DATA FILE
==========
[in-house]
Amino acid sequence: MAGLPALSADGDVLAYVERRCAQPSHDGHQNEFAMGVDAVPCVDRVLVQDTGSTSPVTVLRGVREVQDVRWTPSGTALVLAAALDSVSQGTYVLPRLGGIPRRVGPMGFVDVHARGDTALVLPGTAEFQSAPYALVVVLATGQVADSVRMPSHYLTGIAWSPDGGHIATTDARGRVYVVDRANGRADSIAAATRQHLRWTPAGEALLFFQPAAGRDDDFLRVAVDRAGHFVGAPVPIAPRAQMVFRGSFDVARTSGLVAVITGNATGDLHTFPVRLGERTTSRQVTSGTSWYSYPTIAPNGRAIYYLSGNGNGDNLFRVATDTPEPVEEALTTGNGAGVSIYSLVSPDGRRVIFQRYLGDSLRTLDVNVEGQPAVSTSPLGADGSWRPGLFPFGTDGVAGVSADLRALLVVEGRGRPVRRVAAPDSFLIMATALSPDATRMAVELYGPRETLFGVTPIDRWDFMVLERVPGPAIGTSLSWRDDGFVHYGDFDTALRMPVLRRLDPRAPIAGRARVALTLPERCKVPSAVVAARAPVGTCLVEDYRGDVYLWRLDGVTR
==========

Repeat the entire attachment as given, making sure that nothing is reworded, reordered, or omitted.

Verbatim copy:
[in-house]
Amino acid sequence: MAGLPALSADGDVLAYVERRCAQPSHDGHQNEFAMGVDAVPCVDRVLVQDTGSTSPVTVLRGVREVQDVRWTPSGTALVLAAALDSVSQGTYVLPRLGGIPRRVGPMGFVDVHARGDTALVLPGTAEFQSAPYALVVVLATGQVADSVRMPSHYLTGIAWSPDGGHIATTDARGRVYVVDRANGRADSIAAATRQHLRWTPAGEALLFFQPAAGRDDDFLRVAVDRAGHFVGAPVPIAPRAQMVFRGSFDVARTSGLVAVITGNATGDLHTFPVRLGERTTSRQVTSGTSWYSYPTIAPNGRAIYYLSGNGNGDNLFRVATDTPEPVEEALTTGNGAGVSIYSLVSPDGRRVIFQRYLGDSLRTLDVNVEGQPAVSTSPLGADGSWRPGLFPFGTDGVAGVSADLRALLVVEGRGRPVRRVAAPDSFLIMATALSPDATRMAVELYGPRETLFGVTPIDRWDFMVLERVPGPAIGTSLSWRDDGFVHYGDFDTALRMPVLRRLDPRAPIAGRARVALTLPERCKVPSAVVAARAPVGTCLVEDYRGDVYLWRLDGVTR